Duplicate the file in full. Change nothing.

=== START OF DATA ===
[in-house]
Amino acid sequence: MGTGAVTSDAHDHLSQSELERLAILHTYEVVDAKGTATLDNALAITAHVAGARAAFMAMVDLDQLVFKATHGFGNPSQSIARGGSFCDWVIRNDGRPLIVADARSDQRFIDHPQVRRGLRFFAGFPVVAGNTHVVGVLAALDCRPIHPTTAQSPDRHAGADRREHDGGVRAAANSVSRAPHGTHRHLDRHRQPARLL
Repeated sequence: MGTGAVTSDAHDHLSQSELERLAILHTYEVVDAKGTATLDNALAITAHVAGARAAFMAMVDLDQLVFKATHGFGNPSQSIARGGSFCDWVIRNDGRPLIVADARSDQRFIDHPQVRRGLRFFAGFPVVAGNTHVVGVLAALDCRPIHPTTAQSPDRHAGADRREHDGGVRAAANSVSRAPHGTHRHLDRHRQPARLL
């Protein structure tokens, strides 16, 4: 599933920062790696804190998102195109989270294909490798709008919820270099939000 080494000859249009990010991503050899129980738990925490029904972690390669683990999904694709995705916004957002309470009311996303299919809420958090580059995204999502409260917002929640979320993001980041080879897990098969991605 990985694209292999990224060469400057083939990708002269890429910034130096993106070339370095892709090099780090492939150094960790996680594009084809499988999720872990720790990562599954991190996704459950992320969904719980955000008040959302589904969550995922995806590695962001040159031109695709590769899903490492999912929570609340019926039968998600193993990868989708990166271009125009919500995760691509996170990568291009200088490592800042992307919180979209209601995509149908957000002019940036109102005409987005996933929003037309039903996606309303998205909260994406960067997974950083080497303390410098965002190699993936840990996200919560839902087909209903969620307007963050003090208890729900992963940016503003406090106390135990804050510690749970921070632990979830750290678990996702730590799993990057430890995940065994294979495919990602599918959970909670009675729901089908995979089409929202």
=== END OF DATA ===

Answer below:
[in-house]
Amino acid sequence: MGTGAVTSDAHDHLSQSELERLAILHTYEVVDAKGTATLDNALAITAHVAGARAAFMAMVDLDQLVFKATHGFGNPSQSIARGGSFCDWVIRNDGRPLIVADARSDQRFIDHPQVRRGLRFFAGFPVVAGNTHVVGVLAALDCRPIHPTTAQSPDRHAGADRREHDGGVRAAANSVSRAPHGTHRHLDRHRQPARLL
Repeated sequence: MGTGAVTSDAHDHLSQSELERLAILHTYEVVDAKGTATLDNALAITAHVAGARAAFMAMVDLDQLVFKATHGFGNPSQSIARGGSFCDWVIRNDGRPLIVADARSDQRFIDHPQVRRGLRFFAGFPVVAGNTHVVGVLAALDCRPIHPTTAQSPDRHAGADRREHDGGVRAAANSVSRAPHGTHRHLDRHRQPARLL
């Protein structure tokens, strides 16, 4: 599933920062790696804190998102195109989270294909490798709008919820270099939000 080494000859249009990010991503050899129980738990925490029904972690390669683990999904694709995705916004957002309470009311996303299919809420958090580059995204999502409260917002929640979320993001980041080879897990098969991605 990985694209292999990224060469400057083939990708002269890429910034130096993106070339370095892709090099780090492939150094960790996680594009084809499988999720872990720790990562599954991190996704459950992320969904719980955000008040959302589904969550995922995806590695962001040159031109695709590769899903490492999912929570609340019926039968998600193993990868989708990166271009125009919500995760691509996170990568291009200088490592800042992307919180979209209601995509149908957000002019940036109102005409987005996933929003037309039903996606309303998205909260994406960067997974950083080497303390410098965002190699993936840990996200919560839902087909209903969620307007963050003090208890729900992963940016503003406090106390135990804050510690749970921070632990979830750290678990996702730590799993990057430890995940065994294979495919990602599918959970909670009675729901089908995979089409929202």